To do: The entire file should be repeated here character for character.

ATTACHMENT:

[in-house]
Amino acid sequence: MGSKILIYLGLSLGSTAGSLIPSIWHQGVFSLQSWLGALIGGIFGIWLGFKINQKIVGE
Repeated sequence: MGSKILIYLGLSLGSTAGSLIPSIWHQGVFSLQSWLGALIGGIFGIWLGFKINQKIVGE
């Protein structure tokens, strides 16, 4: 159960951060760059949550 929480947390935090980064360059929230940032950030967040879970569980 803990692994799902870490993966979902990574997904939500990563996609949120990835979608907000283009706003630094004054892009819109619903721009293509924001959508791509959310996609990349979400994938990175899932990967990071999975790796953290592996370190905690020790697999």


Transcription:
[in-house]
Amino acid sequence: MGSKILIYLGLSLGSTAGSLIPSIWHQGVFSLQSWLGALIGGIFGIWLGFKINQKIVGE
Repeated sequence: MGSKILIYLGLSLGSTAGSLIPSIWHQGVFSLQSWLGALIGGIFGIWLGFKINQKIVGE
């Protein structure tokens, strides 16, 4: 159960951060760059949550 929480947390935090980064360059929230940032950030967040879970569980 803990692994799902870490993966979902990574997904939500990563996609949120990835979608907000283009706003630094004054892009819109619903721009293509924001959508791509959310996609990349979400994938990175899932990967990071999975790796953290592996370190905690020790697999």